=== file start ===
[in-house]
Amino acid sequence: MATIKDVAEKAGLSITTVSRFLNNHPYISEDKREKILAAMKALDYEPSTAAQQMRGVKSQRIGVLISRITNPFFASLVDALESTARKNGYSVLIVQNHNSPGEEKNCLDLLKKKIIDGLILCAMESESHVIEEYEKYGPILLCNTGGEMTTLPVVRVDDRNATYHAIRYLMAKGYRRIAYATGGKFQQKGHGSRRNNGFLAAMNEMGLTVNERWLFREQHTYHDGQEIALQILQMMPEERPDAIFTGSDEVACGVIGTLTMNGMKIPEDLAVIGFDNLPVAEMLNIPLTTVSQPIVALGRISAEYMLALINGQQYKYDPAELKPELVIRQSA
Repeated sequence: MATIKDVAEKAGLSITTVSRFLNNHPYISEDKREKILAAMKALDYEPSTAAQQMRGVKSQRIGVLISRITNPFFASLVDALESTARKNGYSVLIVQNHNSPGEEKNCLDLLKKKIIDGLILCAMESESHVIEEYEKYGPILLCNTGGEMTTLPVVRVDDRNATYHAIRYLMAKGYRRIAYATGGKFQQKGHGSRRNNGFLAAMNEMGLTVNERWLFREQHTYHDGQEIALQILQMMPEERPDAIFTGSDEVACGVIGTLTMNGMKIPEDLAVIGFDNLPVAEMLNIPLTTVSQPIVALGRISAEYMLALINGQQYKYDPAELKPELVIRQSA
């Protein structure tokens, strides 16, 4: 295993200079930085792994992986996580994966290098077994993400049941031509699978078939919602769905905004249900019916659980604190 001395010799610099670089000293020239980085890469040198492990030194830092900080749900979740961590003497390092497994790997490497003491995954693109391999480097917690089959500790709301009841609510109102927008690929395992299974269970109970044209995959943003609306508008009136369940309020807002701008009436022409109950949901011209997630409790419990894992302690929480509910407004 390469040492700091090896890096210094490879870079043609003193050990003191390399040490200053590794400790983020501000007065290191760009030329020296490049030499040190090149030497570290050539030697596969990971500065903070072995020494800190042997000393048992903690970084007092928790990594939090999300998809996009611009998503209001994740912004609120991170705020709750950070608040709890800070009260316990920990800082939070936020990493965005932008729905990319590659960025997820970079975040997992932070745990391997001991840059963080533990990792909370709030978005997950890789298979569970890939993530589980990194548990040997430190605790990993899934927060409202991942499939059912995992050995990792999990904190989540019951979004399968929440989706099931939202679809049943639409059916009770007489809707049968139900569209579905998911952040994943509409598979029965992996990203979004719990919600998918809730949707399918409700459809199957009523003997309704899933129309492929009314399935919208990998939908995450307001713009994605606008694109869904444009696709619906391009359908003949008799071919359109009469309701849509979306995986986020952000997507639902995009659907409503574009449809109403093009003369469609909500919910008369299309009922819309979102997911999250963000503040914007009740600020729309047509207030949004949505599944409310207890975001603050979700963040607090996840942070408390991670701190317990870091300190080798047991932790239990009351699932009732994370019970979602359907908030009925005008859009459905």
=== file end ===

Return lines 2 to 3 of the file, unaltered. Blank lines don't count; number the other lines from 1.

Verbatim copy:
Amino acid sequence: MATIKDVAEKAGLSITTVSRFLNNHPYISEDKREKILAAMKALDYEPSTAAQQMRGVKSQRIGVLISRITNPFFASLVDALESTARKNGYSVLIVQNHNSPGEEKNCLDLLKKKIIDGLILCAMESESHVIEEYEKYGPILLCNTGGEMTTLPVVRVDDRNATYHAIRYLMAKGYRRIAYATGGKFQQKGHGSRRNNGFLAAMNEMGLTVNERWLFREQHTYHDGQEIALQILQMMPEERPDAIFTGSDEVACGVIGTLTMNGMKIPEDLAVIGFDNLPVAEMLNIPLTTVSQPIVALGRISAEYMLALINGQQYKYDPAELKPELVIRQSA
Repeated sequence: MATIKDVAEKAGLSITTVSRFLNNHPYISEDKREKILAAMKALDYEPSTAAQQMRGVKSQRIGVLISRITNPFFASLVDALESTARKNGYSVLIVQNHNSPGEEKNCLDLLKKKIIDGLILCAMESESHVIEEYEKYGPILLCNTGGEMTTLPVVRVDDRNATYHAIRYLMAKGYRRIAYATGGKFQQKGHGSRRNNGFLAAMNEMGLTVNERWLFREQHTYHDGQEIALQILQMMPEERPDAIFTGSDEVACGVIGTLTMNGMKIPEDLAVIGFDNLPVAEMLNIPLTTVSQPIVALGRISAEYMLALINGQQYKYDPAELKPELVIRQSA